The strategic geographical location of the Nuba Mountains region in the center of Sudan places it at odds with successive rulers of Sudan be they colonialists or nationalists: once the area was an impoverished ‘Closed District’, and, thereafter, it is not only deprived and awkward region, but and it is also exploitatively chastised by various interest groups in their competition for resources. Furthermore, it is a highly contested area between the NCP and the Sudan People’s Liberation Movement (SPLM). This is true because the region represents a future battlefields and buffer zone for either one should a war breaks out between Northern and Southern Sudan, regardless of the outcome of referendum. Various sources have reported that Northern and the Southern armies have armed themselves in preparation for any eventuality of war. In the event of war, each side would use the war machine in its disposal, resulting in catastrophe and human suffering.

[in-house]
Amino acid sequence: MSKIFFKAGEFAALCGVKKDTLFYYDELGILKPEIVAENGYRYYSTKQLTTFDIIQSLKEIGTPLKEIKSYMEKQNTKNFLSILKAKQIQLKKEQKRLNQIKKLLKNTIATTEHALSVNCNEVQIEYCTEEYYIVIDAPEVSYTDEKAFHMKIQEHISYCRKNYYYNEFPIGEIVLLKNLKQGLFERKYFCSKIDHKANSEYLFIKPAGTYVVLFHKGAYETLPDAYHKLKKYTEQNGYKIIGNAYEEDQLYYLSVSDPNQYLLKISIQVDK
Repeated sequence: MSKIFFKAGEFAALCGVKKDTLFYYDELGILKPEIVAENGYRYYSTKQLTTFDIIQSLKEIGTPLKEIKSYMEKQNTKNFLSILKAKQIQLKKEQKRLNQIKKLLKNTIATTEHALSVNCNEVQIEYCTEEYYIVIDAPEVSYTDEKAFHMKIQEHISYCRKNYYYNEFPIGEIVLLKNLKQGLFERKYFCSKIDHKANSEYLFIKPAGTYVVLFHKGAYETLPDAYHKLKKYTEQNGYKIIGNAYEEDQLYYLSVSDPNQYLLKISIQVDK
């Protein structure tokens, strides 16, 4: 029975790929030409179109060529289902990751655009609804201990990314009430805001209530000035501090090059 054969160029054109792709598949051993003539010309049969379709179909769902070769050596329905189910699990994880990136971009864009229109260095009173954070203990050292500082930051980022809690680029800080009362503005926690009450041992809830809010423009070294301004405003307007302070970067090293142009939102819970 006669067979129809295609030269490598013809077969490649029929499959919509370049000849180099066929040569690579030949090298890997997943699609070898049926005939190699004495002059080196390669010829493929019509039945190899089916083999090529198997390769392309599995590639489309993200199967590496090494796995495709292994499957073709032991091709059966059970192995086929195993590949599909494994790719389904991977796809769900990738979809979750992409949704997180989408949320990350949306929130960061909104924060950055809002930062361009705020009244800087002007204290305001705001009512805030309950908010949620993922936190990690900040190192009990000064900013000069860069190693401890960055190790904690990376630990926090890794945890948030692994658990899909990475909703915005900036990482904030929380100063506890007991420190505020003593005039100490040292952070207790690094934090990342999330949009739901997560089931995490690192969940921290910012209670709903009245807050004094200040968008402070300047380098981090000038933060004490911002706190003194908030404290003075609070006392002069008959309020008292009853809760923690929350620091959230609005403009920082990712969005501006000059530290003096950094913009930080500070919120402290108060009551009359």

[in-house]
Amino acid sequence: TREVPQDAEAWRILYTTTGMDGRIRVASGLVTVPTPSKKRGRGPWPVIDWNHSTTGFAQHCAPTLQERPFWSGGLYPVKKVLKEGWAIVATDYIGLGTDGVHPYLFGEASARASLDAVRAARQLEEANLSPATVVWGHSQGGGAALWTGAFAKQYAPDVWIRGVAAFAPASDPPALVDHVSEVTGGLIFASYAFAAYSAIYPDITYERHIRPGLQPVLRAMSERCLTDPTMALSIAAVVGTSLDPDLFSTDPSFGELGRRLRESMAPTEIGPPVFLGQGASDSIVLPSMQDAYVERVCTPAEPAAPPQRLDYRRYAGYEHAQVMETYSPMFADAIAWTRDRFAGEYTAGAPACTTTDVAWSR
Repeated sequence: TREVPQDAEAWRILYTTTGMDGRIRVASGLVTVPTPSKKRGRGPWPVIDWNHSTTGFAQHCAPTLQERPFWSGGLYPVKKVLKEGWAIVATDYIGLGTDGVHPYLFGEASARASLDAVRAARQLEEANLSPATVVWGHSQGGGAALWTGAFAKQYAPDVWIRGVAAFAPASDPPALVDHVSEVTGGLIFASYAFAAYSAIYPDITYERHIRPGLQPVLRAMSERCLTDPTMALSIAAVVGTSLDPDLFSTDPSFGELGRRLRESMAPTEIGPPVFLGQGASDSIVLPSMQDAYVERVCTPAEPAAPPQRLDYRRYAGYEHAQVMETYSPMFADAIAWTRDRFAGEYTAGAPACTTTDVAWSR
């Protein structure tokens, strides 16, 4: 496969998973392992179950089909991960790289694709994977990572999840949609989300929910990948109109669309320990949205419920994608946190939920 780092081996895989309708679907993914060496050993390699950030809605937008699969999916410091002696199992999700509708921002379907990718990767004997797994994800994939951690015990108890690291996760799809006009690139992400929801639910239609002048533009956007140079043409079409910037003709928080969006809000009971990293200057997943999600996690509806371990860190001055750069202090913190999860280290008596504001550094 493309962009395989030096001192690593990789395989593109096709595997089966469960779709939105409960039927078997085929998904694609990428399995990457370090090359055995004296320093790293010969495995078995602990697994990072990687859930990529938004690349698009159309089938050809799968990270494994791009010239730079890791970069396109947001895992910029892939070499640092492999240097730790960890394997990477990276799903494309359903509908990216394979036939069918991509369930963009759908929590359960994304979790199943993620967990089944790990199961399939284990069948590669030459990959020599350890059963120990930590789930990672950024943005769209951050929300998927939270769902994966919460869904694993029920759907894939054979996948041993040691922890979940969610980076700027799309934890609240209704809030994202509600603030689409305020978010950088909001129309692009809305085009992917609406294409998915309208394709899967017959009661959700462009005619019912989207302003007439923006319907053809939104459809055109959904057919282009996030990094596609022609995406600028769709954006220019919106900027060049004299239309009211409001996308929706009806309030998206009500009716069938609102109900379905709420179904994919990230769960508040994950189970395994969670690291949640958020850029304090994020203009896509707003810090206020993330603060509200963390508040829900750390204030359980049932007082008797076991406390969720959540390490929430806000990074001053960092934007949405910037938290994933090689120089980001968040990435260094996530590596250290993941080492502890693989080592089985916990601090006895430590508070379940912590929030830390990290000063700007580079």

The ‘quiescence’ for not promoting resolutions to the outstanding issues, which could result in the impediment of simultaneous referenda exercises in Southern Sudan and Abyei, increases the chances of the resumption of hostilities between the CPA signatories. The repeat of the insecurity and possible onslaught on the Nuba is alarmingly high, despite the vow of the Governor of Southern Kordofan State, Ahmed Mohamed Haroun, that his priorities are to work to establish security in the region, create favorable climate for the organization of the upcoming elections and to boost the unity and peaceful coexistence of the state’s diverse groups. But the emerging reports from the area reveal spike(s) in militarization, recruitment of militia exclusively from Arab tribes. This comes as no surprise at all to the Nuba communities, especially, in the mid-nineties at the climax of North-South conflict.